2. Having a sudden and urgent need to urinate usually followed by an involuntary loss of urine due to leakage.
  3. Frequent urination at any time of the day or night, that is, an abnormal urine frequency.
  4. Symptoms that signal towards bladder obstruction due to stones, infection, or inflammation.

How is Urge Incontinence Diagnosed?

The medical practitioner first asks for the patient’s medical history and any previous incontinence cases. Then the patient is asked about the signs and symptoms. The diagnosis then begins with a physical exam, a pelvic exam in females, and a genital exam in males. The doctor will also take a sample of the patient’s urine.

There are few tests that the doctor will conduct. These include:

  1. Pad test: The patient has to wear a pad in which all the leaked urine is collected and weighed to determine the amount of lost urine.
  2. Determining the strength of pelvic floor muscles.
  3. Urinalysis to check the presence of blood in the urine or other infections.
  4. Urine culture to check which bacterium is present if it is a urinary tract infection.
  5. A cystoscopy to view the inside of the urethra and bladder.
  6. Bladder ultrasound to check how much urine still remains in the bladder after urination, also known as determining the post-void residual.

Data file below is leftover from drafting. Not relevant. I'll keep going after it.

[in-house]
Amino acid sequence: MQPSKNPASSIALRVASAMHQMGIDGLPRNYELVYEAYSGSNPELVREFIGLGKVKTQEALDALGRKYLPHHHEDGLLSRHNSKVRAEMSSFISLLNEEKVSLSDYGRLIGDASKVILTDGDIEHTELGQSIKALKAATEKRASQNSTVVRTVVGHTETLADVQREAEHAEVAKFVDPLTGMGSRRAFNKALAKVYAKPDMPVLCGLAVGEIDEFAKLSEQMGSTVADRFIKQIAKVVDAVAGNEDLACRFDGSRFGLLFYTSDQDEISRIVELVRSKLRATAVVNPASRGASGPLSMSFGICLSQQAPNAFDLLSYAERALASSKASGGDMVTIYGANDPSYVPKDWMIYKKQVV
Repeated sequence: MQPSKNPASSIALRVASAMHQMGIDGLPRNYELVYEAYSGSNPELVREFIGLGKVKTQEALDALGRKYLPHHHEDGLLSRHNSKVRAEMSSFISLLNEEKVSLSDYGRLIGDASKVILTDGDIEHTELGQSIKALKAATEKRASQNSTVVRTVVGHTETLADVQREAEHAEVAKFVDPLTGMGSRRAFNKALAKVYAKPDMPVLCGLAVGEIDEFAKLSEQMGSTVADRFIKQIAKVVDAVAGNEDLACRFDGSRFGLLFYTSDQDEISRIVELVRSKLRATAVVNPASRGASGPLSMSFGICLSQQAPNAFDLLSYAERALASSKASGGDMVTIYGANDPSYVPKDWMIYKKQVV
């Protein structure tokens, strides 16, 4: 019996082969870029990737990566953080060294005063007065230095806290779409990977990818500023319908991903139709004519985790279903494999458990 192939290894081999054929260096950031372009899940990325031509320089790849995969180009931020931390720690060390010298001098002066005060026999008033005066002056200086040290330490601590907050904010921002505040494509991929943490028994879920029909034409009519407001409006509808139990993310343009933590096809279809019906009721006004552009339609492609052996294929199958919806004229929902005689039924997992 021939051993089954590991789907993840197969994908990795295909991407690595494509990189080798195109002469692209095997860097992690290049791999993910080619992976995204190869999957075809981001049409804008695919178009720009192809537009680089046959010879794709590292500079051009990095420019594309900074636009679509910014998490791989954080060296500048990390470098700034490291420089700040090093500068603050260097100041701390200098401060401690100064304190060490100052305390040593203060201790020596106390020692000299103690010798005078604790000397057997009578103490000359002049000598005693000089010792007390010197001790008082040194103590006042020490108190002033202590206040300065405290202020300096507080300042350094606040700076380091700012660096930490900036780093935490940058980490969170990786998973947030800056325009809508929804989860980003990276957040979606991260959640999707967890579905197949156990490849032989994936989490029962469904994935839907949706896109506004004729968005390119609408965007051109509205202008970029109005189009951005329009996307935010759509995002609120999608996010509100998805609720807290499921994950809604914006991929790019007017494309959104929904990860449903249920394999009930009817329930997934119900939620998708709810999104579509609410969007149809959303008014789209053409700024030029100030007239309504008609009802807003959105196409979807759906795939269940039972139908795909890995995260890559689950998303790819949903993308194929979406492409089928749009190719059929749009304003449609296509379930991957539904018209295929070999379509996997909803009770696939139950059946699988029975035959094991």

7. Uroflow studies can be done to determine the amount of urine released and how quickly it is released.
  8. X rays with a contrast dye to view the flow of dye from injecting into the bloodstream through the urinary system. This is known as an intravenous pyelogram.
  9. Stress testing in which the patient performs activities like standing with a full bladder and coughing or sneezing to check if there is any leakage.
  10. Avoiding dairy to check fluid intake and urine output and frequency.

How is Urge Incontinence Treated?

Treatment options include surgical and non-surgical ones. The non-surgical options are:

  1. Pelvic floor exercises: Strengthening the pelvic floor muscles helps in holding the urine and avoiding any leakage. Kegel exercises, electrical stimulation, or biofeedback are some options here. Vaginal cones may also be used to strengthen the muscles by trying to hold the cone in place when inserted into the vagina. Biofeedback includes placing a sensor in the vagina or anus, which indicates when the muscles contract or squeeze.